As I look toward the semester ahead and consider how I should spend my last semester at Cornell, I realize how much has changed over the past three years of my time here. Most notably, so many on- and off-campus premises continue to be newly established or demolished that I may not even recognize Cornell three years from now. Renovations in Rand Hall have finally been completed almost three years after a car crashed into the building during my freshman year. Long-time Collegetown restaurants such as Aladdin’s have gone out of business and new apartment complexes are constantly under construction.
Personally, I have stretched myself far and wide to adjust to new situations as they arise. I had not expected to be graduating in fall 2019 back when I was writing my last column just a few months ago. If I was told back in fall 2016 that I would be spending my summers in Buffalo, New York City and the Bay Area I would not have believed it. Life really makes unexpected turns, but I would not have it any other way. I have become a more flexible person by learning to adapt to those unforeseen circumstances, which will undoubtedly serve me in the coming years.
I will also admit that it has not always been easy. While I endeavor to expand my current state of mind by venturing out into new places and accepting differing points of view, I am not always as ready to embrace change when it is closer to home. I hold on to the past when I reminisce about the fun times I had on North Campus in freshman year — from hanging out in friends’ dorm rooms to filling myself up with several plates on Sunday brunches at RPCC. I still use the iPhone SE I purchased during orientation week — my first week in the U.S. Even when the screen cracked into pieces last week, I repaired it instead of upgrading to more recent models.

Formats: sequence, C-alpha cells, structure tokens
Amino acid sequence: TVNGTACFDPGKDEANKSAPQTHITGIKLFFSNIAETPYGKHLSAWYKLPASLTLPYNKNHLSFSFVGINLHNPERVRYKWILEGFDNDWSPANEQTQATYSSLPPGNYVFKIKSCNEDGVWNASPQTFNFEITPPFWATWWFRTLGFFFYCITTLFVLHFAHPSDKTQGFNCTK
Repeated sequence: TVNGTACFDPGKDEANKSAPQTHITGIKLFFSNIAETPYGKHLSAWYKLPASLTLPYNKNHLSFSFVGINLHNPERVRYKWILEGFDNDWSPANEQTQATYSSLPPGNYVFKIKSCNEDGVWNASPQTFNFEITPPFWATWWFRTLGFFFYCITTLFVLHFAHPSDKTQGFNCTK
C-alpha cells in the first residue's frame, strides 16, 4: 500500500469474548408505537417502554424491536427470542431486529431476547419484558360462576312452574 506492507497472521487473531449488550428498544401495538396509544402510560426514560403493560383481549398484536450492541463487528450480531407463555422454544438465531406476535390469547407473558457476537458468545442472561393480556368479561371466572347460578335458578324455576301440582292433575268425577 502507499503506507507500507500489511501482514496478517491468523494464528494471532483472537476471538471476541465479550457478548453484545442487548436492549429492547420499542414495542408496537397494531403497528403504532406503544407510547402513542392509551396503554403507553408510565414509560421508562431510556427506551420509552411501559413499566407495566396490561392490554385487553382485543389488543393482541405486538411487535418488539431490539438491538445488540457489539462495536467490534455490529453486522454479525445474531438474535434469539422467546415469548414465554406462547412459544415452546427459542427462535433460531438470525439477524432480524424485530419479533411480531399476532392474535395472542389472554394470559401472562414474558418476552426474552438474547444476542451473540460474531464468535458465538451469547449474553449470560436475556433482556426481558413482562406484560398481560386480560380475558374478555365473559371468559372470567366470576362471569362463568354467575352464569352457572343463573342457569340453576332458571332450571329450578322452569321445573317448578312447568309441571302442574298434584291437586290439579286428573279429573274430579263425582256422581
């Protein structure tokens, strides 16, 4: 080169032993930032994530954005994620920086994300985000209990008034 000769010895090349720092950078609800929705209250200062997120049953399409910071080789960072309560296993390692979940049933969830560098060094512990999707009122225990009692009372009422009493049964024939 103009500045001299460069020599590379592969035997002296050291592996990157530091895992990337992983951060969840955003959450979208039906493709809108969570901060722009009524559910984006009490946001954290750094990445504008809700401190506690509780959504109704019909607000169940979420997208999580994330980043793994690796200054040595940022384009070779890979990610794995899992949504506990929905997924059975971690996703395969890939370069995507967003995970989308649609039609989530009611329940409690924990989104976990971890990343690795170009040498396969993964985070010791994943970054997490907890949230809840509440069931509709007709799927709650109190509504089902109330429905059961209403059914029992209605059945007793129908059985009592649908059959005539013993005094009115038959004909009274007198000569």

Holding onto outdated items and ways of life from the past provide a sense of familiar comfort necessary to move on to a new stage of life. Yet without letting go of some parts from the past, I know very well that I cannot fully grow to become the best version of myself. I have realized that embracing inevitable change beyond mere adaptation is critical. I look through old photos reflecting on how I could have done better or how I wish I could go back to that point in time. I think about all the times I hadn’t been fully engaged as a student and community member at Cornell.
But I also know very well that I cannot make amends to what has already happened. While new situations that arise may not always be desirable, inevitable change should be thought of as a part of life — you cannot make history into what you wish it was. We all have strong egos and often mistake holding onto something as a sign of cherishing and caring about it, when in fact that may not be best for yourself. Just like a parent needs to accept a child’s maturation instead of holding on to them for too long, each of us needs to let go of some element of the past in order to move on to the present.
There are currently many uncertainties in my life. After having spent an exciting summer full of fond memories of traveling and spending time with family and friends — both old and new — I have yet to figure out what lies ahead for this semester and beyond. I could easily revert to reminiscing about times of the past as a way of coping with the daunting ambiguities. Instead, I choose to welcome and support what the future holds for me as I prepare to close out this pivotal chapter of my life as a college student.
DongYeon (Margaret) Lee is a senior in the School of Industrial and Labor Relations. She can be reached at firstname.lastname@example.org. Here, There, Everywhere appears alternate Tuesdays this semester.